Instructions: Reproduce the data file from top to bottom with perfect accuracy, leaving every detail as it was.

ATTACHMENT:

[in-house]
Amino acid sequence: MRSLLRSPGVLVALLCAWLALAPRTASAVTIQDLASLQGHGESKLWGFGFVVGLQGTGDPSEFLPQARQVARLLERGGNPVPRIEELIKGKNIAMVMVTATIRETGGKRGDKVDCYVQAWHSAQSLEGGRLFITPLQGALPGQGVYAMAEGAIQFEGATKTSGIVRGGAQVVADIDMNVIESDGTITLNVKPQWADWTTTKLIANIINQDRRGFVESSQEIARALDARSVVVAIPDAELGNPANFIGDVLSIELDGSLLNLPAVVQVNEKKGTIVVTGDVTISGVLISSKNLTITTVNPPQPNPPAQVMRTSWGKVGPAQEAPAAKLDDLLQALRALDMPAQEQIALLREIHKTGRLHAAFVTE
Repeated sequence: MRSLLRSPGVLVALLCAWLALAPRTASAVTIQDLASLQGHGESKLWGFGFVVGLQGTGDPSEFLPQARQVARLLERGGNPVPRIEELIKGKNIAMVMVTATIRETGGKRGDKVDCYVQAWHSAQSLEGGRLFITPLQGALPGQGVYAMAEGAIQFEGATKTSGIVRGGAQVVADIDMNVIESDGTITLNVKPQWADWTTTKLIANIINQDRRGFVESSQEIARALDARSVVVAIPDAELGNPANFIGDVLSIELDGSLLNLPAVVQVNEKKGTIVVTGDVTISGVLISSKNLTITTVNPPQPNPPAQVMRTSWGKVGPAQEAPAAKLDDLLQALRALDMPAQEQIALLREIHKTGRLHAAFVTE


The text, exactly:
[in-house]
Amino acid sequence: MRSLLRSPGVLVALLCAWLALAPRTASAVTIQDLASLQGHGESKLWGFGFVVGLQGTGDPSEFLPQARQVARLLERGGNPVPRIEELIKGKNIAMVMVTATIRETGGKRGDKVDCYVQAWHSAQSLEGGRLFITPLQGALPGQGVYAMAEGAIQFEGATKTSGIVRGGAQVVADIDMNVIESDGTITLNVKPQWADWTTTKLIANIINQDRRGFVESSQEIARALDARSVVVAIPDAELGNPANFIGDVLSIELDGSLLNLPAVVQVNEKKGTIVVTGDVTISGVLISSKNLTITTVNPPQPNPPAQVMRTSWGKVGPAQEAPAAKLDDLLQALRALDMPAQEQIALLREIHKTGRLHAAFVTE
Repeated sequence: MRSLLRSPGVLVALLCAWLALAPRTASAVTIQDLASLQGHGESKLWGFGFVVGLQGTGDPSEFLPQARQVARLLERGGNPVPRIEELIKGKNIAMVMVTATIRETGGKRGDKVDCYVQAWHSAQSLEGGRLFITPLQGALPGQGVYAMAEGAIQFEGATKTSGIVRGGAQVVADIDMNVIESDGTITLNVKPQWADWTTTKLIANIINQDRRGFVESSQEIARALDARSVVVAIPDAELGNPANFIGDVLSIELDGSLLNLPAVVQVNEKKGTIVVTGDVTISGVLISSKNLTITTVNPPQPNPPAQVMRTSWGKVGPAQEAPAAKLDDLLQALRALDMPAQEQIALLREIHKTGRLHAAFVTE